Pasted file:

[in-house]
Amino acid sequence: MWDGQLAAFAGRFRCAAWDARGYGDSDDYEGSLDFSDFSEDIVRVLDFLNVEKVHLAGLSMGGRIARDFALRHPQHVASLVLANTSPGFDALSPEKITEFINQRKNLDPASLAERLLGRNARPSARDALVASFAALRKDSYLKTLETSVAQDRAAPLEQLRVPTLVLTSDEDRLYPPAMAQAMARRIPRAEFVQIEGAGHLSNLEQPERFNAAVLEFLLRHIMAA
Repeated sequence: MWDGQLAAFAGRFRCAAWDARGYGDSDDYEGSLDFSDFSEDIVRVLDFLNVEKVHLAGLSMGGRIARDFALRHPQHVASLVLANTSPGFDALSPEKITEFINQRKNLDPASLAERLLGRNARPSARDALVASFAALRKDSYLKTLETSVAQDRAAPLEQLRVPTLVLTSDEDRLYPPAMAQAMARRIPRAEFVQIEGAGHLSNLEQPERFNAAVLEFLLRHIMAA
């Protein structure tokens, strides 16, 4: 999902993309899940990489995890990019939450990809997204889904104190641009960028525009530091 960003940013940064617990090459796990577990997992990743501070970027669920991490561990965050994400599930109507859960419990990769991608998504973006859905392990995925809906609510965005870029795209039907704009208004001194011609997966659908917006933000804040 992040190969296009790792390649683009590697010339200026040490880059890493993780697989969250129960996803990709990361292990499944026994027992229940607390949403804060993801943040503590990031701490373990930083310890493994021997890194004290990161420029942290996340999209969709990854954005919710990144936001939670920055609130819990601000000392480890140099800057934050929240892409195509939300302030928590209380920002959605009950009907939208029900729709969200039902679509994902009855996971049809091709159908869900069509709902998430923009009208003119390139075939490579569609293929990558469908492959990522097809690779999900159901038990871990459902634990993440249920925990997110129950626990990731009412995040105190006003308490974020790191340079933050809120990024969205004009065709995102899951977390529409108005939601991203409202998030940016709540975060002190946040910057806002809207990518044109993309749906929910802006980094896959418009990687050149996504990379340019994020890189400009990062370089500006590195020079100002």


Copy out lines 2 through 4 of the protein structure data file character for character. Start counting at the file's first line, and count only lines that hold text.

Amino acid sequence: MWDGQLAAFAGRFRCAAWDARGYGDSDDYEGSLDFSDFSEDIVRVLDFLNVEKVHLAGLSMGGRIARDFALRHPQHVASLVLANTSPGFDALSPEKITEFINQRKNLDPASLAERLLGRNARPSARDALVASFAALRKDSYLKTLETSVAQDRAAPLEQLRVPTLVLTSDEDRLYPPAMAQAMARRIPRAEFVQIEGAGHLSNLEQPERFNAAVLEFLLRHIMAA
Repeated sequence: MWDGQLAAFAGRFRCAAWDARGYGDSDDYEGSLDFSDFSEDIVRVLDFLNVEKVHLAGLSMGGRIARDFALRHPQHVASLVLANTSPGFDALSPEKITEFINQRKNLDPASLAERLLGRNARPSARDALVASFAALRKDSYLKTLETSVAQDRAAPLEQLRVPTLVLTSDEDRLYPPAMAQAMARRIPRAEFVQIEGAGHLSNLEQPERFNAAVLEFLLRHIMAA
């Protein structure tokens, strides 16, 4: 999902993309899940990489995890990019939450990809997204889904104190641009960028525009530091 960003940013940064617990090459796990577990997992990743501070970027669920991490561990965050994400599930109507859960419990990769991608998504973006859905392990995925809906609510965005870029795209039907704009208004001194011609997966659908917006933000804040 992040190969296009790792390649683009590697010339200026040490880059890493993780697989969250129960996803990709990361292990499944026994027992229940607390949403804060993801943040503590990031701490373990930083310890493994021997890194004290990161420029942290996340999209969709990854954005919710990144936001939670920055609130819990601000000392480890140099800057934050929240892409195509939300302030928590209380920002959605009950009907939208029900729709969200039902679509994902009855996971049809091709159908869900069509709902998430923009009208003119390139075939490579569609293929990558469908492959990522097809690779999900159901038990871990459902634990993440249920925990997110129950626990990731009412995040105190006003308490974020790191340079933050809120990024969205004009065709995102899951977390529409108005939601991203409202998030940016709540975060002190946040910057806002809207990518044109993309749906929910802006980094896959418009990687050149996504990379340019994020890189400009990062370089500006590195020079100002």